Agenda item

Review of Waste Management Services- consultancy support


Councillor Keith Henson, Cabinet Member noted that the purpose of the report was to seek support for a proposed way forward for the review of Ceredigion County Council’s waste service.


Gerwyn Jones provided an overview of Waste Management Services and highlighted that the service itself had a high profile in terms of the public. The background to the previous strategy and the need for a new one to set out the future direction of the service was provided. Reference was made to the household waste sites, waste transfer stations, contracted out facilities and the kerbside collection model as outlined in the report. A brief explanation of the current co-mingled service implemented in 2019 was provided along with the WG’s preferred method of kerbside sort, as published in WG’s Collections Blueprint in 2012. In moving forward, there will be significant pressures to save money- there were currently 9 large lorries (worth around £186,000) and 7 smaller lorries (worth around £136,000) in the fleet which will be due for replacement in 3-4 years. Due to the lead-in time for vehicles and the lengthy options appraisal process, it is vital to consider the strategic way forward for Ceredigion. Opportunities such as the recent offer of purchasing two 26-ton lorries for £155,000 each as opposed to £272,000 with the support of government grants need to be considered. The Officer gave an overview of the proposed scope of the consultancy work.


Members asked many questions relating to their area of interest which were answered in turn by Gerwyn Jones. The main points raised are as follows:

·       The appointment of independent consultants to undertake the work would follow the usual processes.

·       A new fleet of vehicles will need to be in place by 2027-28- due to the complex technology required and the need to consider different options, the work needs to begin imminently. 

·       Staffing pressures were highlighted- although the team is near capacity, the service runs at 70% staffing levels due to annual leave, training and illness. In addition, the Council are not immune to the lack of HGV drivers and technicians- there are training programmes to attract staff. As the waste service is a priority for the department, staff in other roles with HGV licences are shared and agency staff are used occasionally.

·       Concerns that the same routes are impacted on Bank Holidays as most are on Mondays. As staff were not contracted to work bank holidays, revising staff contracts was suggested and also a retained scheme similar to the fire service. Further suggestions were welcomed by the officer.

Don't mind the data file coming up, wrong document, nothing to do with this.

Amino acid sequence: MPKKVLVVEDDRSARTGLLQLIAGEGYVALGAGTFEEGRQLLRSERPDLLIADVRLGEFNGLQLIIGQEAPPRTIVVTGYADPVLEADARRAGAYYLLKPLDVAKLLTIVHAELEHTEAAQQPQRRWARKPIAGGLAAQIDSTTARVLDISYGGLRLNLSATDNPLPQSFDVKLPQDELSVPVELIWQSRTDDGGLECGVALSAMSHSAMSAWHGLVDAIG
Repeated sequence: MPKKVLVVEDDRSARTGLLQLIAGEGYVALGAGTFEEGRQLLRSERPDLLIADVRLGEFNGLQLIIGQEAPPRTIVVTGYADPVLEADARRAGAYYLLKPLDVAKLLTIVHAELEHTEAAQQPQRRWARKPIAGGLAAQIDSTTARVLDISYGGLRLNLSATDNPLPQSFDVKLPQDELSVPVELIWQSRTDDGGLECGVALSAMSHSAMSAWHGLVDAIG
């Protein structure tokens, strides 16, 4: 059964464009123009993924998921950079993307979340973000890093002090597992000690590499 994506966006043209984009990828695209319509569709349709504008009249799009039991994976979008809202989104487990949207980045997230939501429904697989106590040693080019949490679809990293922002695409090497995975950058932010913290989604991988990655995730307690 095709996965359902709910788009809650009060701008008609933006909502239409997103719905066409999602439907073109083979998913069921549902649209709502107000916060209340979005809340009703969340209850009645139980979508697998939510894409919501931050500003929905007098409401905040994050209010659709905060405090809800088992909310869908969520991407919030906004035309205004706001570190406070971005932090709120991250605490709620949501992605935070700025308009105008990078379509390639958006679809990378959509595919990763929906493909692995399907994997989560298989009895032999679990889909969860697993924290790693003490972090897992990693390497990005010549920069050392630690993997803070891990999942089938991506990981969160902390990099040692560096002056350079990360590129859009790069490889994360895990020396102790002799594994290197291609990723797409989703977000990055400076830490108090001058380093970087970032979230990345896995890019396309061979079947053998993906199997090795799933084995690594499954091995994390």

·       Members reported that they increasingly receive calls from the public around waste collections. The officer suggested directing the public to Clic or the Council’s website, where efforts were made to share information around changes to services including performance indicators.

·       In response to a member’s question about electric lorries, the officer explained that the staff had trialled a lorry and it had gone well but at present, the lorries were worth around £450,000 each. Consideration should be given if the lorries become more affordable.

·       Concerns around where waste was sent to following collections; the officer felt that many issues should be considered internationally but the county had a role to influence change. The level of waste in Ceredigion is not enough to warrant an investment in technology to deal with it.

·       As more LAs adopt the WG Blueprint, there were risks that fewer grants would be made available for LAs who decide against adopting it. 

·       In terms of whether officers would be able to undertake the work proposed for consultants and to contact LAs who have already adopted the kerbside sort, the officer advised that there was no capacity in the team given the workload and managerial responsibilities on staff.

·       The officer clarified that some machinery was leased. It was important to be dynamic and consider the best opportunities available at the time with the support of the Finance and Procurement department.

·       Inspection of the vehicles was done internally every 6 weeks and if required, any further work was done locally. The only vehicles that were returned to the dealers for work were those under warranty or if expertise was needed. The longer the lorries were off the road, the greater the impact on services.

·       It was highlighted that a change in services would raise problems and so consulting with members who represent Ceredigion’s residents was vital throughout the process before decisions were made.1500 responses were received following the last public consultation.

·       The effectiveness of kerbside sort in different areas (e.g urban vs rural) and type of properties (HMO vs detached house) within the county would vary.


Members expressed their gratitude to the staff, who worked throughout the Covid-19 pandemic and for their continued efforts.


Following a lengthy discussion, members agreed to the following:

·       Note the current situation, identified risks and need for a service review

·       Note the appointment of independent consultancy service to undertake the service review, in close liaison with the waste service

·       Note that the service review will be limited, in broad terms, to the scope set out in this report

·       Agree that the Committee takes an active role in the project and a leading role in the political engagement and approvals process


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